What did you want to be when you were growing up?

Rep. Tim Walberg (R-Mich.): “I wanted to be a forest ranger. I loved the outdoors, camping, hiking, fishing, and all that went with it.”

Rep. Tim Walz (D-Minn.): “An astronaut. I was 5 years old in 1969 during the moon landing.”

Rep. Robert Andrews (D-N.J.): “A sportswriter. I just thought it would be great to get paid to watch sports.”

Rep. Tim Holden (D-Pa.): “An NFL football player, but I was too slow.”

Rep. Lincoln Davis (D-Tenn.): “I wanted to have a farm. My father had a farm, and I grew up on one in rural Tennessee, and the people you grow up with you end up respecting a lot. Now I’m married to my wife of 43 years, with five grandchildren, and have a farm of my own.”

Rep. John YarmuthJohn YarmuthOvernight Regulation: Obama unveils new Arctic drilling rules | GOP pushes regulatory budget Republican claims 'universal consensus' for regulatory budget Cameras go dark during House Democrats' sit-in MORE (D-Ky.):
“Actually, when I was young I wanted to be president.”

Rep. Ellen Tauscher (D-Calif.): “When I was 10, I wanted to be a grocery store manager like my dad. It seemed to me that being a [grocery] store manager was like being a mayor of a town. He knew by name everybody who would come in, and he worked for big stores so he knew a lot of people. And he worked very, very hard, and got promoted young; he would be sent to turn around other stores in the chain that were having problems. But women weren’t store managers back then.”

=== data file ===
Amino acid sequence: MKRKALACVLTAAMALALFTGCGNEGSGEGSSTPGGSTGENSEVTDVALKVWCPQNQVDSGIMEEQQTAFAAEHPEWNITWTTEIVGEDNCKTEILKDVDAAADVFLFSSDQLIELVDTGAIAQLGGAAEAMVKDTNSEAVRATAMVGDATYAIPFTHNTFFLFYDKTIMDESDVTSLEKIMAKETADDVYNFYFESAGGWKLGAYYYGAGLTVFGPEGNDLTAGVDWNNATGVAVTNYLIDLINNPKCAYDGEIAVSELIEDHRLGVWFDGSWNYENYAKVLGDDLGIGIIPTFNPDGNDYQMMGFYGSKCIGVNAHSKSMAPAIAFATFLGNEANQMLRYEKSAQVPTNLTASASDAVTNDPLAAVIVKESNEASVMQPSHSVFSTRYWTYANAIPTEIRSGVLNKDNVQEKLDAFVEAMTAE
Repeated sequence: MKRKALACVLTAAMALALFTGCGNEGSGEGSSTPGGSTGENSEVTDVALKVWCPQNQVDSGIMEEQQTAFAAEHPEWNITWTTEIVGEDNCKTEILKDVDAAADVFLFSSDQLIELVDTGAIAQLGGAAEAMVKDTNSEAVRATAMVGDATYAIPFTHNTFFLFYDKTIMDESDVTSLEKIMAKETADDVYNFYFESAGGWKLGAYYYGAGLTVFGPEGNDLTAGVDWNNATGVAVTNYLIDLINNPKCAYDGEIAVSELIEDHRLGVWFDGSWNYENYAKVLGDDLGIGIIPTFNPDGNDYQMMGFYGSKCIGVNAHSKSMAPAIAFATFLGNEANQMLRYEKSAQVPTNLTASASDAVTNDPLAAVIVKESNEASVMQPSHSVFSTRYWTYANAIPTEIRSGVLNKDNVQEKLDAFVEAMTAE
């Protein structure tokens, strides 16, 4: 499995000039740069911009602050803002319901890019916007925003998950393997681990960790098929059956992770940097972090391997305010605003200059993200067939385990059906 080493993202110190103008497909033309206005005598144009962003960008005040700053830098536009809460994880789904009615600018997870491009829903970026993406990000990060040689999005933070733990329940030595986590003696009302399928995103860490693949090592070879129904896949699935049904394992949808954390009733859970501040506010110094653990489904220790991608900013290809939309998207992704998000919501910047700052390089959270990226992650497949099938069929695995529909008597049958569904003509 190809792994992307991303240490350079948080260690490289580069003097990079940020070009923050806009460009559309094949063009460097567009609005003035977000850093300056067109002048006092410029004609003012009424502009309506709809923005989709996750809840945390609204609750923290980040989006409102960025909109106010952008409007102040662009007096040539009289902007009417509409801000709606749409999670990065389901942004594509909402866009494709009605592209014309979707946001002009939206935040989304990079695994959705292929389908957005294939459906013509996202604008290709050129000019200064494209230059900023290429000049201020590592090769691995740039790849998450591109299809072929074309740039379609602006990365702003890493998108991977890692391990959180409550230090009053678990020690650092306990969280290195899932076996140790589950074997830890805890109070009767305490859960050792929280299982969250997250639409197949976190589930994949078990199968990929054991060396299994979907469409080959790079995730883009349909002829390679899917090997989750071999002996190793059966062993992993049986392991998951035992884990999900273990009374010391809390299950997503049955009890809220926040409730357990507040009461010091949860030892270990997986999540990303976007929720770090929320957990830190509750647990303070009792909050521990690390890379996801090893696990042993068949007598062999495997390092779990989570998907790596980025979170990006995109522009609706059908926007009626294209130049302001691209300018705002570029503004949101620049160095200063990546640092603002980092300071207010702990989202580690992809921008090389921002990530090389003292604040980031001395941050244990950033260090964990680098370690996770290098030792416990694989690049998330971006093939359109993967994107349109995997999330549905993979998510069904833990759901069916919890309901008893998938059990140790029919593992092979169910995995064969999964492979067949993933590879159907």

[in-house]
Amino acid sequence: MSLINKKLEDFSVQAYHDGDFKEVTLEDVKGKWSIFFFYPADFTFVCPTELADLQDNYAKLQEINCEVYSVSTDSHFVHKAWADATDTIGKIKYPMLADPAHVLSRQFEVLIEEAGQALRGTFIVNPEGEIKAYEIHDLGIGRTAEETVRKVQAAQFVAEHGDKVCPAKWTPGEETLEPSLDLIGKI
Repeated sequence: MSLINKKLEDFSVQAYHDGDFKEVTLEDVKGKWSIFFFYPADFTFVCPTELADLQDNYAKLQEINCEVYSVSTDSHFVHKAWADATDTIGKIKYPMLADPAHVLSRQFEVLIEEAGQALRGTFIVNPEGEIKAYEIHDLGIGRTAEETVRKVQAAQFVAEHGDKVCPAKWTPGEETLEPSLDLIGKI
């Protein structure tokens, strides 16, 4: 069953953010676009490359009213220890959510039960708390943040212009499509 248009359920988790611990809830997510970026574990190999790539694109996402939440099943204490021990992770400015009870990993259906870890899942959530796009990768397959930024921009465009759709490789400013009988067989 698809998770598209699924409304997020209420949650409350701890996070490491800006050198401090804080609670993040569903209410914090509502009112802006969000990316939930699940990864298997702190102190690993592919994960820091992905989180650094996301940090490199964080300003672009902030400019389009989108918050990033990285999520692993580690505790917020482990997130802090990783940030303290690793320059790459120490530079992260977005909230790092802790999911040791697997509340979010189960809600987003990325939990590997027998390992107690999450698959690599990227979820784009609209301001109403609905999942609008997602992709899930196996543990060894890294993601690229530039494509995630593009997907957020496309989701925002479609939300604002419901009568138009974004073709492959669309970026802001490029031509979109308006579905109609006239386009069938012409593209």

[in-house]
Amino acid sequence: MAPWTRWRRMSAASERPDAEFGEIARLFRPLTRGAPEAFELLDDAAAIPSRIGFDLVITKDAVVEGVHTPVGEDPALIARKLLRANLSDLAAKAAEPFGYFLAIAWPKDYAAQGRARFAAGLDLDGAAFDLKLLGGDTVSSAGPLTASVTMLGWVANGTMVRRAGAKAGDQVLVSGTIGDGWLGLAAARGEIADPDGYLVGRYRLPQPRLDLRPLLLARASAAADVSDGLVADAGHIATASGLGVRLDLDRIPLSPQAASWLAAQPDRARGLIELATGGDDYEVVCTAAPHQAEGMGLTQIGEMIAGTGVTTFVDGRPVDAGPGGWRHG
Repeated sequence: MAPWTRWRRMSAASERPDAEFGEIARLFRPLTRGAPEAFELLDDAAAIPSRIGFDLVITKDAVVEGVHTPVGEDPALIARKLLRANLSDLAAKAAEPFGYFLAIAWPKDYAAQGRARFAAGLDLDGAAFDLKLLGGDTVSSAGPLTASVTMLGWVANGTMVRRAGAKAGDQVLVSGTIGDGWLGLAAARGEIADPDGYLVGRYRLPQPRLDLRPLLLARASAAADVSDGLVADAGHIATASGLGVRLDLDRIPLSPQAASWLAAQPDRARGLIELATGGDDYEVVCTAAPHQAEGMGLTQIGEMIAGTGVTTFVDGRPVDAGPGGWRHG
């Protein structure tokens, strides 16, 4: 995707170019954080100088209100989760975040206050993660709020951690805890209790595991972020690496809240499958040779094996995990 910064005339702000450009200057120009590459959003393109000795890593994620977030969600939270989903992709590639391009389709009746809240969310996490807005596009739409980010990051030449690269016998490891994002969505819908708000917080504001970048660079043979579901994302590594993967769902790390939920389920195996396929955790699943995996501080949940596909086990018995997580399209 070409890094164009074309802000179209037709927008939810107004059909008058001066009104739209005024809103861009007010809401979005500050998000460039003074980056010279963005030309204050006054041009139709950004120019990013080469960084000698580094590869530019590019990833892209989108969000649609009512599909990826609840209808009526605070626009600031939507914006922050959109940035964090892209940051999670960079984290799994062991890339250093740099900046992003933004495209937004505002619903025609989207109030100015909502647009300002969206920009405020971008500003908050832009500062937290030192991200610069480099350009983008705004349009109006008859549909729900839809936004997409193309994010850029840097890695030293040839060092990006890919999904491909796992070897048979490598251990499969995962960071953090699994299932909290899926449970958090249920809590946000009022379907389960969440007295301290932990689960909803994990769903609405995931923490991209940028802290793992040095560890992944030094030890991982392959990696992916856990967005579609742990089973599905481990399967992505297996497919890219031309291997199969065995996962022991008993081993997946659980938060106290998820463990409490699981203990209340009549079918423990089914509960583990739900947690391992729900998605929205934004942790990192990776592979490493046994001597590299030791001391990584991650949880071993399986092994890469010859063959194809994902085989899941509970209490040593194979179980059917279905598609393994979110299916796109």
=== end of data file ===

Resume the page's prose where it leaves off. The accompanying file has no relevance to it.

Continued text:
Rep. Luis GutierrezLuis GutierrezJuan Williams: Dems should not take Latinos for granted Israel’s false friends Hispanic lawmakers face painful decision on Puerto Rico MORE (D-Ill.): “Perry Mason. He always got the man, and got the innocent guy off.”

Rep. Trent FranksTrent FranksRyan treads carefully with Trump When Newt and Pence were on opposite sides House GOP defense policy bill conferees named MORE (R-Ariz.):
“When I was in elementary school, I wanted to be a fireman. I wanted to save damsels in distress.”

Rep. Adam SchiffAdam SchiffGrassley wants expanded access to FBI’s Clinton files Top Dem downplays Trump's intel briefing FBI sends Clinton files to Congress MORE (D-Calif.):
“The earliest memory I have is of writing a letter to my grandfather saying I wanted to be a policeman, a fireman, a lawyer or a doctor. He sent me a letter back saying, ‘Why not an Indian chief?’”

Rep. John Larson (D-Conn.): “I dreamed of playing sports [professionally]. Baseball always had a greater allure, but I loved football too. Realistically, I wanted to be a [high school] teacher and a coach.” [Larson later became a high school history teacher and coached basketball, baseball, and football before becoming a member of Congress.]

Rep. Joseph Crowley (D-N.Y.): “Bruce Springsteen. I would fall asleep [at night listening] to ‘Rosalita.’ But in 1984 I had to give up my guitar and help my uncle run for Congress. I still want to be Bruce Springsteen.”